This chapter features leadership practices sourced from more than 25 Māori (Indigenous) and non-Māori women in Aotearoa New Zealand (NZ) who are leaders of schools where Māori-based best practices benefit Māori and other systemically underserved students (e.g., children in poverty, Pasifika [i.e., Samoan, Fijian, Cook Island, Tongan] descent). This study, by Auckland-based scholars of North American, Indigenous, and international descent (Māori, Latino, African American/American Indian [Choctaw], and East Indian immigrant) examines the expression of Applied Critical Leadership (ACL) in women leaders participating in Te Ara Hou or The Māori Achievement Collaboratives (MACS), an initiative aimed at challenging status quo leadership practices, which result in persistent inequitable educational outcomes for Māori learners. Based on an analysis of data, women leaders demonstrated leadership that mirrored and exemplified leadership practices suggested in ACL research. Qualitative stories evidenced from women leaders in MACS provided exemplars of authentic and appropriate pathways for implementing effective leadership practices aimed at promoting whānau (family), iwi (tribe), and hapū (subtribe) engagement, context-specific pedagogy, tikanga (cultural protocols), and whanaungatanga (relationships) within mainstream school contexts. These findings affirm and validate research on the benefits of critical and culturally appropriate leadership around the world in a number of diverse contexts.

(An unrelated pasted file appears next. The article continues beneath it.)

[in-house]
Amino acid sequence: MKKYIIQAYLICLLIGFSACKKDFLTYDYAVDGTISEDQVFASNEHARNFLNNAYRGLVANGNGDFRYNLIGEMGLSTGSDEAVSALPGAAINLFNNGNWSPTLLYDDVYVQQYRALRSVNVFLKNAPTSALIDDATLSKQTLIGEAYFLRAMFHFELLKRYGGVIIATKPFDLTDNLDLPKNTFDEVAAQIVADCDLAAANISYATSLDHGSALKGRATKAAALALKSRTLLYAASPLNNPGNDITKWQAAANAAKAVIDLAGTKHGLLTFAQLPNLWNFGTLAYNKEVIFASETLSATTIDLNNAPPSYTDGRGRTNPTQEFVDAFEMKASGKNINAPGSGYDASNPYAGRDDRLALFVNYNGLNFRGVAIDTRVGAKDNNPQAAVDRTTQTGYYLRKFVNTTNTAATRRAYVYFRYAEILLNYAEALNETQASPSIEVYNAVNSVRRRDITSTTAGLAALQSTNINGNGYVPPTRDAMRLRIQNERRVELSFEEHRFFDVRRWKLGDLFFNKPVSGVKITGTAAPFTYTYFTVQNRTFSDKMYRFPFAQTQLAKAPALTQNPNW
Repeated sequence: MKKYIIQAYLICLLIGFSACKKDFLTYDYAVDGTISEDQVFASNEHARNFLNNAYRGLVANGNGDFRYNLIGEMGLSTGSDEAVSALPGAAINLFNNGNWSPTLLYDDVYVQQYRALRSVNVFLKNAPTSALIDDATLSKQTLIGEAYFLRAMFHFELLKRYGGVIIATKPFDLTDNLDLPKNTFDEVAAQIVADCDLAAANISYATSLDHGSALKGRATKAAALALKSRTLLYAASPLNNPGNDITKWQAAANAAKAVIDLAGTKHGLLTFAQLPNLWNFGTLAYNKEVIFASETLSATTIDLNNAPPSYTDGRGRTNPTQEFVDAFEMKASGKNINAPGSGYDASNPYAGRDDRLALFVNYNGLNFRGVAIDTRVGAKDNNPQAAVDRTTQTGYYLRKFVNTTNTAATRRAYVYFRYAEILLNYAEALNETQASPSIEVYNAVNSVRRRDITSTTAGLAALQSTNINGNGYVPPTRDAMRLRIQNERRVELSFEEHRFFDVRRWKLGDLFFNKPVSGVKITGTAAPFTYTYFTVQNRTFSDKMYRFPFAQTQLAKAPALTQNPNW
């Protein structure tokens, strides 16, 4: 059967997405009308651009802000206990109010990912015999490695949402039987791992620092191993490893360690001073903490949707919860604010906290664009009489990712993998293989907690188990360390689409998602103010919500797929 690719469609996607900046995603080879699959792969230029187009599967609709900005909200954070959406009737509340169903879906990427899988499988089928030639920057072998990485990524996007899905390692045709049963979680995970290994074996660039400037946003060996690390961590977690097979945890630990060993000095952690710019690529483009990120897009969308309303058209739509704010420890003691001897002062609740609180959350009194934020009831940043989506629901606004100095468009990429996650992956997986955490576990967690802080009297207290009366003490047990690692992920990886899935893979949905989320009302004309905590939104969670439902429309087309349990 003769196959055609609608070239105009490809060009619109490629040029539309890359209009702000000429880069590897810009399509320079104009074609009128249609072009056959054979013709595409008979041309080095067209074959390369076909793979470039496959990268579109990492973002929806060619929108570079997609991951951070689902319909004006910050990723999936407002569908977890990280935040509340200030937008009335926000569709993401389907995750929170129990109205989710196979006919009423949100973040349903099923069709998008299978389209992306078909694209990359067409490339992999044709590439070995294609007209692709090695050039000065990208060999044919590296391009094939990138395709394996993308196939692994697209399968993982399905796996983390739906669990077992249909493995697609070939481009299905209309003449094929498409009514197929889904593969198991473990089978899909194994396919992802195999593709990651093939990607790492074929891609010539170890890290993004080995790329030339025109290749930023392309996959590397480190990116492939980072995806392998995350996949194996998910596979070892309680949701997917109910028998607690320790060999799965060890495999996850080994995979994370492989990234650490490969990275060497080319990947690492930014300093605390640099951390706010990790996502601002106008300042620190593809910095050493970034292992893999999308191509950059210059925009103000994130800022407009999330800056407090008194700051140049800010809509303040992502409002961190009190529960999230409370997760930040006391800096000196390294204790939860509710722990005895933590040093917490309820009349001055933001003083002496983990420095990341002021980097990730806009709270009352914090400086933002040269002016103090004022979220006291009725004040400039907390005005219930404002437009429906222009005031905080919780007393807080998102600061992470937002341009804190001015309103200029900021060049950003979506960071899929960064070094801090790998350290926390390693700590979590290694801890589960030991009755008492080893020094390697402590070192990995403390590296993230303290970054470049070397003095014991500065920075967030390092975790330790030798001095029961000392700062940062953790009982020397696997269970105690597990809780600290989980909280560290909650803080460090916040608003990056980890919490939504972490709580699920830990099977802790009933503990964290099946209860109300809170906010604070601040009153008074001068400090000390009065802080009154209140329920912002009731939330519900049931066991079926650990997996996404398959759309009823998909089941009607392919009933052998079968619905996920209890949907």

Santamaría, L., Santamaría, A., Webber, M. and Jayavant, S. (2016), "
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